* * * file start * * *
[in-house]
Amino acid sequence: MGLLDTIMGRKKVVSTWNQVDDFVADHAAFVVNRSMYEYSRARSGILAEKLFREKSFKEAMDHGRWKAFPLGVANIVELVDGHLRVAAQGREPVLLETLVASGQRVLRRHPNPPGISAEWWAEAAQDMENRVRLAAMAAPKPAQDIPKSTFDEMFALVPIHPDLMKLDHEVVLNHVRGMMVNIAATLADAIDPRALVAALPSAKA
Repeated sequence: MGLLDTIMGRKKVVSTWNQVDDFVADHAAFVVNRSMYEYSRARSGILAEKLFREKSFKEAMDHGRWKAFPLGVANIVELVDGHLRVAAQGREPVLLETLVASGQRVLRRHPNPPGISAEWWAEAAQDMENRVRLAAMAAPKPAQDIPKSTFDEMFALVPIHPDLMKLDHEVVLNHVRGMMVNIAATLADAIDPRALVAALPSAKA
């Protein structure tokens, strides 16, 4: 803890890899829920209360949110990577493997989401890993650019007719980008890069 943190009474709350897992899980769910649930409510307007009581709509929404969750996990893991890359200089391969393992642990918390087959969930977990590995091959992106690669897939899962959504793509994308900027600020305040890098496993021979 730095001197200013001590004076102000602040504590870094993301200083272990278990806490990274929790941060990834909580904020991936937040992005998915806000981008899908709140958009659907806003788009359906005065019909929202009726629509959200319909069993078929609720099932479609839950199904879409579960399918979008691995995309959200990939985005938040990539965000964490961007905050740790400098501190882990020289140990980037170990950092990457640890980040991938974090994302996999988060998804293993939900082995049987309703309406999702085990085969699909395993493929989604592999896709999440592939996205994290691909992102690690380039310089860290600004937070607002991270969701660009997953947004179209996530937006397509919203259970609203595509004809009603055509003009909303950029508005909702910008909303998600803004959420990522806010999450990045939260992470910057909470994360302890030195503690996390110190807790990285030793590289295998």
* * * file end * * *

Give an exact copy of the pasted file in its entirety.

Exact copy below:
[in-house]
Amino acid sequence: MGLLDTIMGRKKVVSTWNQVDDFVADHAAFVVNRSMYEYSRARSGILAEKLFREKSFKEAMDHGRWKAFPLGVANIVELVDGHLRVAAQGREPVLLETLVASGQRVLRRHPNPPGISAEWWAEAAQDMENRVRLAAMAAPKPAQDIPKSTFDEMFALVPIHPDLMKLDHEVVLNHVRGMMVNIAATLADAIDPRALVAALPSAKA
Repeated sequence: MGLLDTIMGRKKVVSTWNQVDDFVADHAAFVVNRSMYEYSRARSGILAEKLFREKSFKEAMDHGRWKAFPLGVANIVELVDGHLRVAAQGREPVLLETLVASGQRVLRRHPNPPGISAEWWAEAAQDMENRVRLAAMAAPKPAQDIPKSTFDEMFALVPIHPDLMKLDHEVVLNHVRGMMVNIAATLADAIDPRALVAALPSAKA
């Protein structure tokens, strides 16, 4: 803890890899829920209360949110990577493997989401890993650019007719980008890069 943190009474709350897992899980769910649930409510307007009581709509929404969750996990893991890359200089391969393992642990918390087959969930977990590995091959992106690669897939899962959504793509994308900027600020305040890098496993021979 730095001197200013001590004076102000602040504590870094993301200083272990278990806490990274929790941060990834909580904020991936937040992005998915806000981008899908709140958009659907806003788009359906005065019909929202009726629509959200319909069993078929609720099932479609839950199904879409579960399918979008691995995309959200990939985005938040990539965000964490961007905050740790400098501190882990020289140990980037170990950092990457640890980040991938974090994302996999988060998804293993939900082995049987309703309406999702085990085969699909395993493929989604592999896709999440592939996205994290691909992102690690380039310089860290600004937070607002991270969701660009997953947004179209996530937006397509919203259970609203595509004809009603055509003009909303950029508005909702910008909303998600803004959420990522806010999450990045939260992470910057909470994360302890030195503690996390110190807790990285030793590289295998």